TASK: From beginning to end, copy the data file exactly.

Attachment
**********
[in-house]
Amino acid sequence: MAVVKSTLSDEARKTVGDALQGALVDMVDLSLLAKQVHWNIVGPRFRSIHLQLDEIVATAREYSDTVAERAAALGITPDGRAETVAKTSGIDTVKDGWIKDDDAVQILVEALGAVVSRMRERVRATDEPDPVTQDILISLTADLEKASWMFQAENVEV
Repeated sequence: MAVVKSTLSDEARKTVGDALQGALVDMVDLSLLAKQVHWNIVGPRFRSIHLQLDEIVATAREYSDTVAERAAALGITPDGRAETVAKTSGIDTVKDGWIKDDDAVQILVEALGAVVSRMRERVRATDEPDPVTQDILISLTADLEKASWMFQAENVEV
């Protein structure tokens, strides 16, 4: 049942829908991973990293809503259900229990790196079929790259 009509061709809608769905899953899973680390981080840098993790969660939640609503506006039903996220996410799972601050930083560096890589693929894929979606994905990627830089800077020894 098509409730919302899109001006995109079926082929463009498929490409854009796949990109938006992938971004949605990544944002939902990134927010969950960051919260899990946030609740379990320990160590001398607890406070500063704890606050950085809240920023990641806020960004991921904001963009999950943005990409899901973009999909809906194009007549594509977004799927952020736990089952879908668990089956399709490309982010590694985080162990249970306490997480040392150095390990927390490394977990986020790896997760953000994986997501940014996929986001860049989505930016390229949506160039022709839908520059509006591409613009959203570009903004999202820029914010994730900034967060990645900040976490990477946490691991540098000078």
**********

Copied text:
[in-house]
Amino acid sequence: MAVVKSTLSDEARKTVGDALQGALVDMVDLSLLAKQVHWNIVGPRFRSIHLQLDEIVATAREYSDTVAERAAALGITPDGRAETVAKTSGIDTVKDGWIKDDDAVQILVEALGAVVSRMRERVRATDEPDPVTQDILISLTADLEKASWMFQAENVEV
Repeated sequence: MAVVKSTLSDEARKTVGDALQGALVDMVDLSLLAKQVHWNIVGPRFRSIHLQLDEIVATAREYSDTVAERAAALGITPDGRAETVAKTSGIDTVKDGWIKDDDAVQILVEALGAVVSRMRERVRATDEPDPVTQDILISLTADLEKASWMFQAENVEV
């Protein structure tokens, strides 16, 4: 049942829908991973990293809503259900229990790196079929790259 009509061709809608769905899953899973680390981080840098993790969660939640609503506006039903996220996410799972601050930083560096890589693929894929979606994905990627830089800077020894 098509409730919302899109001006995109079926082929463009498929490409854009796949990109938006992938971004949605990544944002939902990134927010969950960051919260899990946030609740379990320990160590001398607890406070500063704890606050950085809240920023990641806020960004991921904001963009999950943005990409899901973009999909809906194009007549594509977004799927952020736990089952879908668990089956399709490309982010590694985080162990249970306490997480040392150095390990927390490394977990986020790896997760953000994986997501940014996929986001860049989505930016390229949506160039022709839908520059509006591409613009959203570009903004999202820029914010994730900034967060990645900040976490990477946490691991540098000078």